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'The Climate Crisis You Haven't Heard of': Even if Carbon Emissions Fall, a Third of Himalayan Ice to Melt by 2100

'The Climate Crisis You Haven't Heard of': Even if Carbon Emissions Fall, a Third of Himalayan Ice to Melt by 2100

Jessica Corbett, staff writer

From the North Pole to Greenland to Antarctica, a series of recent scientific findings on ice loss have heightened alarm among experts, but a landmark study out Monday focuses on what the lead author called "the climate crisis you haven't heard of"—the "shocking" amount of ice the Hindu Kush Himalaya (HKH) region is set to lose due to rising temperatures by 2100.

Where will all those people go i wonder.

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I haven’t read the report yet but does it mention “rock falls”? Those mountains are held together by ice.

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By 2100?

All predictions have fallen as scientists found the ice melting beneath their feet.

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Trump will probably be gone in 2040. But he is such a pathological liar, if Trump is still around he will still call it a Chinese hoax.

If they say 2100, it means Now. Where will people go? Many will perish in the Mega Storms to come. The Rich already have their million dollar bunkers. The rest of us will have to fight for any resources left. A bleak future for sure.

Even if Carbon EMISSIONS Fall, what about the CO2 and CH4 that are ALREADY IN the Atmosphere?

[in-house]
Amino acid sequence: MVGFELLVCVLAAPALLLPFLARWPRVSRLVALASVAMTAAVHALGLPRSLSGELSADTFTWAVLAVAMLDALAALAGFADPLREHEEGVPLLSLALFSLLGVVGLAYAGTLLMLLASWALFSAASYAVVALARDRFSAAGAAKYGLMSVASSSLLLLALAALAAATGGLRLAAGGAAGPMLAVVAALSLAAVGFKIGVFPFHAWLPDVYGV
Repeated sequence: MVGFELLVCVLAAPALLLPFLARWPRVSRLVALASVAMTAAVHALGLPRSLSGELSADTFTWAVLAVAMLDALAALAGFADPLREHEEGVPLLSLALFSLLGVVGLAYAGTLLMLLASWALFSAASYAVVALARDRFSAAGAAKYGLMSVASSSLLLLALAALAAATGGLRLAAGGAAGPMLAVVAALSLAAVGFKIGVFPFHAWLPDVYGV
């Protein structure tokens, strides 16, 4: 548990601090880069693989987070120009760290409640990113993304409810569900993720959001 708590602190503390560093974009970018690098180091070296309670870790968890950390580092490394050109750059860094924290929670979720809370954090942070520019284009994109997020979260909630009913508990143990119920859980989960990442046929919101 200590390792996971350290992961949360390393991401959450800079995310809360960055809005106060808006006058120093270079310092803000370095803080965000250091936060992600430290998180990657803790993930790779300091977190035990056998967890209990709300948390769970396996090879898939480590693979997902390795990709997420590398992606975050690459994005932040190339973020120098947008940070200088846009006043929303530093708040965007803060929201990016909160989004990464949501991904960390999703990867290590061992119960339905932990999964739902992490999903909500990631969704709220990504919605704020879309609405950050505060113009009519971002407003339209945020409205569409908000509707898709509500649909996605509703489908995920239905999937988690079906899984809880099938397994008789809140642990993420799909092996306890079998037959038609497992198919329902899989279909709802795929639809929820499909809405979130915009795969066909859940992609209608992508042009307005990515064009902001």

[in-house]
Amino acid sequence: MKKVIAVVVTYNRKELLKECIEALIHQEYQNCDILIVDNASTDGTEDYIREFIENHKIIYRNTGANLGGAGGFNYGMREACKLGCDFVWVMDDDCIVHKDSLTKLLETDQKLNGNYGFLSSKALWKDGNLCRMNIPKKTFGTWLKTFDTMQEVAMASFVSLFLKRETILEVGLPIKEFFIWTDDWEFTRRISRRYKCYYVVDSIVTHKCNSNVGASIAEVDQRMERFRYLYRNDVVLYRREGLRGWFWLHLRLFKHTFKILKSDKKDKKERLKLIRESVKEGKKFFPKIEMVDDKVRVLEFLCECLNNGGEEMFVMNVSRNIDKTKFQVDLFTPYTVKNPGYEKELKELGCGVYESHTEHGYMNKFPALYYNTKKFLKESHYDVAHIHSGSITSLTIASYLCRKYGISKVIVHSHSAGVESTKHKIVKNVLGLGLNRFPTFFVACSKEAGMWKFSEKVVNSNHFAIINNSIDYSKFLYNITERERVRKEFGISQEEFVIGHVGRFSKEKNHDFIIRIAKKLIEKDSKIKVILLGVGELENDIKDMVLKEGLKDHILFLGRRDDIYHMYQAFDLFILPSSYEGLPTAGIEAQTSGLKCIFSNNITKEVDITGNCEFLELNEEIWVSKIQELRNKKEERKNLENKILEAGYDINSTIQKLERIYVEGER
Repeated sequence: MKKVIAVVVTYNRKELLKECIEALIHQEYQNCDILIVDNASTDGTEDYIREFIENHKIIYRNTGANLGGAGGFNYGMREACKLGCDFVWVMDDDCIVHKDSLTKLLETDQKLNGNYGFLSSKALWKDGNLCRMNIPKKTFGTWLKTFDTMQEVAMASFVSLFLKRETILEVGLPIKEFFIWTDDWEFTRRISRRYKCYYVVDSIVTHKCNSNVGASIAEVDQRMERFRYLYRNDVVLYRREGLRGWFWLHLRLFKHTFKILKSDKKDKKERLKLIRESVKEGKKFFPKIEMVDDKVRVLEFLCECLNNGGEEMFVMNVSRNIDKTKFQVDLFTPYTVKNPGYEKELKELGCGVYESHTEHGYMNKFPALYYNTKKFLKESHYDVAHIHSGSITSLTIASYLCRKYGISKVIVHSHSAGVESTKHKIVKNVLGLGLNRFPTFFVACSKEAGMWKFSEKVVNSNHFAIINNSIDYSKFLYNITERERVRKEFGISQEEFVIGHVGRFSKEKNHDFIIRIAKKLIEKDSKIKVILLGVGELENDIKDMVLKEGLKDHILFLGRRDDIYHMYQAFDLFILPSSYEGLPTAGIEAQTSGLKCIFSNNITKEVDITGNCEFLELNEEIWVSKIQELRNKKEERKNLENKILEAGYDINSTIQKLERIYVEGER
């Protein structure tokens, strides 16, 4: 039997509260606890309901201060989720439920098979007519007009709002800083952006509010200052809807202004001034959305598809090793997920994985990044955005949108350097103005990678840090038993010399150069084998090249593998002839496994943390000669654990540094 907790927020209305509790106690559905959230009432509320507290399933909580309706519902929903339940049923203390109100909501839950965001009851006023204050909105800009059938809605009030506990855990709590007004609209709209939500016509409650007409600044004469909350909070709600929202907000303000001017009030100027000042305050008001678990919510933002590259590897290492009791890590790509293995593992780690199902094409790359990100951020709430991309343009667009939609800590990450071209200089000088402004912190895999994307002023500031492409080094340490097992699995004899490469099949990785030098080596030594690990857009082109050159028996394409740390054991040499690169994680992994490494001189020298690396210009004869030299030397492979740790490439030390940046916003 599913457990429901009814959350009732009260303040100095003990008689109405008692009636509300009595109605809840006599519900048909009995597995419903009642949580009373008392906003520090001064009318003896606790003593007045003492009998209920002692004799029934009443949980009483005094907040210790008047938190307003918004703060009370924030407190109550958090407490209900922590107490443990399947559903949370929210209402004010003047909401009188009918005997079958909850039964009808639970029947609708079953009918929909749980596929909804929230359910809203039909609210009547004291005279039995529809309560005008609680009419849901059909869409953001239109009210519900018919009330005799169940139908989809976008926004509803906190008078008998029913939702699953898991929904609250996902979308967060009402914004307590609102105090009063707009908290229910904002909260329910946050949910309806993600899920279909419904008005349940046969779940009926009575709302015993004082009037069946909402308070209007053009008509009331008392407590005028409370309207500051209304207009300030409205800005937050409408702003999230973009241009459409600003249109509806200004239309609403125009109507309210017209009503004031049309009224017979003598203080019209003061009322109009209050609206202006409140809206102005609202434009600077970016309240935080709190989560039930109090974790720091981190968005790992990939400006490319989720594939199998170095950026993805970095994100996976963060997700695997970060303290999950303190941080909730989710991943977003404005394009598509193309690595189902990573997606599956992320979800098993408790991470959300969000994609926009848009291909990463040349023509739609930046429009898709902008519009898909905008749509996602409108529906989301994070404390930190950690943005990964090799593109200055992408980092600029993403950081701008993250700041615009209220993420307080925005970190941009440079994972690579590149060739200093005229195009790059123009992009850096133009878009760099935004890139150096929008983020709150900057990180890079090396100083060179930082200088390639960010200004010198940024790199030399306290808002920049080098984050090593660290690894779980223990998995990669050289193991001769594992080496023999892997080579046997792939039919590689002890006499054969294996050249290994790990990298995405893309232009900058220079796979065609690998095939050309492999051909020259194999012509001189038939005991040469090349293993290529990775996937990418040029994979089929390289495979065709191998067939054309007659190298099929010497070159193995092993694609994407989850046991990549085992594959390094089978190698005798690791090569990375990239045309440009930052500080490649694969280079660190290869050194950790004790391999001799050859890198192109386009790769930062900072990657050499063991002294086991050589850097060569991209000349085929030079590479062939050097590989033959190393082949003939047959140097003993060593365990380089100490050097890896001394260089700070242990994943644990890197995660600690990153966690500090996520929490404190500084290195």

Even if an impossible miracle occurred and ALL use of fossil fuels ended TODAY, there is so much car­bon ALREADY IN the atmosphere that the earth will continue to warm for several decades.

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Regular precipitation in terms of snow usually melts in a measured fashion into the rivers of China, southeast Asia, Bangladesh, and eastern India. Well, not exactly regular. India and China are monsoony. I presume that without the glaciers as a freezer, precipitation will fall in the same amounts, but disperse immediately, causing regular flooding throughout these areas.
Bangladesh already experiences horrible regular flooding from some rivers due to rising sea levels coupled with the melts.
Sichuan, just east of Tibet, is an interesting case. Si means four. Chuan means rivers. Sichuan takes four rivers frim Tibet and waters much of China, but not in an entirely natural way. Long ago, a complex system of gates, sluices, and dams was created to distribute the flow more evenly. Terracing the hills also helped tremendously to slow sudden rain and overflows. Travelling by bus through Sichuan during its 100-year flood, I saw some of these things in action.
In the center of Chengdu is the Museum of Science and Technology, with a scaled mockup of the system in a large room–push the button and the flood control system begins.
I dont think the article means 2 billion without water, but rather 2 billion without regular river flow, a slightly different disaster.
What can they do? Maybe build more dams? Some research suggests that the giant Wenchuan Earthquake a few years back was precipitatef by the recent dams built in that area.

Cut global emissions? That’s a laugh – they’re slated to increase over the next decade.

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I talked to a student today that who said that their school’s 15,000 college students were going to get air conditioners. Great for them, because it’s going to get hotter! But think about what those ACs are going to do to the air outside and then imagine this happening around the world.

This:

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